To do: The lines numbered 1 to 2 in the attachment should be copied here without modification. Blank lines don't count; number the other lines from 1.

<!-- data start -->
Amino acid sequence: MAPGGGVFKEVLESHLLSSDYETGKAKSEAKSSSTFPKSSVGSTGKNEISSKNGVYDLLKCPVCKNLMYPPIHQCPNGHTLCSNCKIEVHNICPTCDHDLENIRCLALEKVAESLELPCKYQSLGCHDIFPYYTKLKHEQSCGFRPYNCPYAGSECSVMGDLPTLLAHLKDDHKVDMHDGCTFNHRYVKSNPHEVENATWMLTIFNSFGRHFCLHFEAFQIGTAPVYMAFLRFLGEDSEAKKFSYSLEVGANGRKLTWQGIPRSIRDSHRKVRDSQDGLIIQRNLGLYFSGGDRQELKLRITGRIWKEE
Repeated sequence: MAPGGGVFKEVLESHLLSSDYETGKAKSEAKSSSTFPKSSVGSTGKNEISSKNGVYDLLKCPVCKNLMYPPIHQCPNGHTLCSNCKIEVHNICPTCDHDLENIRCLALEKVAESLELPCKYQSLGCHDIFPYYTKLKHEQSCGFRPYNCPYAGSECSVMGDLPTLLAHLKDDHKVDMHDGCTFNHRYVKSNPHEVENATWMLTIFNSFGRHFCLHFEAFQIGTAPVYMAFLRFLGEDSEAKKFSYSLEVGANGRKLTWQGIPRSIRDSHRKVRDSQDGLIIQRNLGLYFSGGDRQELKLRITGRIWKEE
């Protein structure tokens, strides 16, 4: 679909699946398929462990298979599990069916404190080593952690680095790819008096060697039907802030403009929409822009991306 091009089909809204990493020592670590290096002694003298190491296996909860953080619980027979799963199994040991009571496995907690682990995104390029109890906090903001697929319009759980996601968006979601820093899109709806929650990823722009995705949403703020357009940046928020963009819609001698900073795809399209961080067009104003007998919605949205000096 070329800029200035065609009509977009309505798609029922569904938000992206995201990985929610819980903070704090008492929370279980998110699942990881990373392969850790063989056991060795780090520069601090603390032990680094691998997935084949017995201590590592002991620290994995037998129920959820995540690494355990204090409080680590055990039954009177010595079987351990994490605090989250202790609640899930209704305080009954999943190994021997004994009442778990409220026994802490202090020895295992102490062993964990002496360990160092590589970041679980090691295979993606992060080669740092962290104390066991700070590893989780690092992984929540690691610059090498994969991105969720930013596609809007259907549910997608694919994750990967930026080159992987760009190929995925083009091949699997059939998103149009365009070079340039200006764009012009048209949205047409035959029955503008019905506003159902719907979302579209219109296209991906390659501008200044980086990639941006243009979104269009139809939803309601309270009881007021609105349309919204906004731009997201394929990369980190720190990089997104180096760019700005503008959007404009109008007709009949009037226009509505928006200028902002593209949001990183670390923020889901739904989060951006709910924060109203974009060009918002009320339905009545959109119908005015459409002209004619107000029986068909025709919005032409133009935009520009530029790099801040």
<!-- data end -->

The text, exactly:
Amino acid sequence: MAPGGGVFKEVLESHLLSSDYETGKAKSEAKSSSTFPKSSVGSTGKNEISSKNGVYDLLKCPVCKNLMYPPIHQCPNGHTLCSNCKIEVHNICPTCDHDLENIRCLALEKVAESLELPCKYQSLGCHDIFPYYTKLKHEQSCGFRPYNCPYAGSECSVMGDLPTLLAHLKDDHKVDMHDGCTFNHRYVKSNPHEVENATWMLTIFNSFGRHFCLHFEAFQIGTAPVYMAFLRFLGEDSEAKKFSYSLEVGANGRKLTWQGIPRSIRDSHRKVRDSQDGLIIQRNLGLYFSGGDRQELKLRITGRIWKEE
Repeated sequence: MAPGGGVFKEVLESHLLSSDYETGKAKSEAKSSSTFPKSSVGSTGKNEISSKNGVYDLLKCPVCKNLMYPPIHQCPNGHTLCSNCKIEVHNICPTCDHDLENIRCLALEKVAESLELPCKYQSLGCHDIFPYYTKLKHEQSCGFRPYNCPYAGSECSVMGDLPTLLAHLKDDHKVDMHDGCTFNHRYVKSNPHEVENATWMLTIFNSFGRHFCLHFEAFQIGTAPVYMAFLRFLGEDSEAKKFSYSLEVGANGRKLTWQGIPRSIRDSHRKVRDSQDGLIIQRNLGLYFSGGDRQELKLRITGRIWKEE